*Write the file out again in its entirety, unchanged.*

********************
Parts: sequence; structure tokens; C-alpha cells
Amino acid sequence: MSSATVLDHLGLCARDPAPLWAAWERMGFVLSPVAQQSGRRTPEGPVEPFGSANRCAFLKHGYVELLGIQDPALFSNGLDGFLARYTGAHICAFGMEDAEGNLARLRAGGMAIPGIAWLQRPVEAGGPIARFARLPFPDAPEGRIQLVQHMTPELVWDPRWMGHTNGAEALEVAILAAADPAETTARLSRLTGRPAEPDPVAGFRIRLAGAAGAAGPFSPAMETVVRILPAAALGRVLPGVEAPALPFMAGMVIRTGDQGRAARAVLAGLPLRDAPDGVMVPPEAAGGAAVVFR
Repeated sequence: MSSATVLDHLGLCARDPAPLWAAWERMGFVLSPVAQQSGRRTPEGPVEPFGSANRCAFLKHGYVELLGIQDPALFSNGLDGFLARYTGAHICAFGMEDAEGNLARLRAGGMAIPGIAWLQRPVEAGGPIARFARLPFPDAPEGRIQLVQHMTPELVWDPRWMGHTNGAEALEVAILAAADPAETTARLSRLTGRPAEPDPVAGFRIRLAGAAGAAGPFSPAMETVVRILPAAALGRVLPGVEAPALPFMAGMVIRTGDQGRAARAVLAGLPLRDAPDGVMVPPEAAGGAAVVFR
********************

Parts: sequence; structure tokens; C-alpha cells
Amino acid sequence: MSSATVLDHLGLCARDPAPLWAAWERMGFVLSPVAQQSGRRTPEGPVEPFGSANRCAFLKHGYVELLGIQDPALFSNGLDGFLARYTGAHICAFGMEDAEGNLARLRAGGMAIPGIAWLQRPVEAGGPIARFARLPFPDAPEGRIQLVQHMTPELVWDPRWMGHTNGAEALEVAILAAADPAETTARLSRLTGRPAEPDPVAGFRIRLAGAAGAAGPFSPAMETVVRILPAAALGRVLPGVEAPALPFMAGMVIRTGDQGRAARAVLAGLPLRDAPDGVMVPPEAAGGAAVVFR
Repeated sequence: MSSATVLDHLGLCARDPAPLWAAWERMGFVLSPVAQQSGRRTPEGPVEPFGSANRCAFLKHGYVELLGIQDPALFSNGLDGFLARYTGAHICAFGMEDAEGNLARLRAGGMAIPGIAWLQRPVEAGGPIARFARLPFPDAPEGRIQLVQHMTPELVWDPRWMGHTNGAEALEVAILAAADPAETTARLSRLTGRPAEPDPVAGFRIRLAGAAGAAGPFSPAMETVVRILPAAALGRVLPGVEAPALPFMAGMVIRTGDQGRAARAVLAGLPLRDAPDGVMVPPEAAGGAAVVFR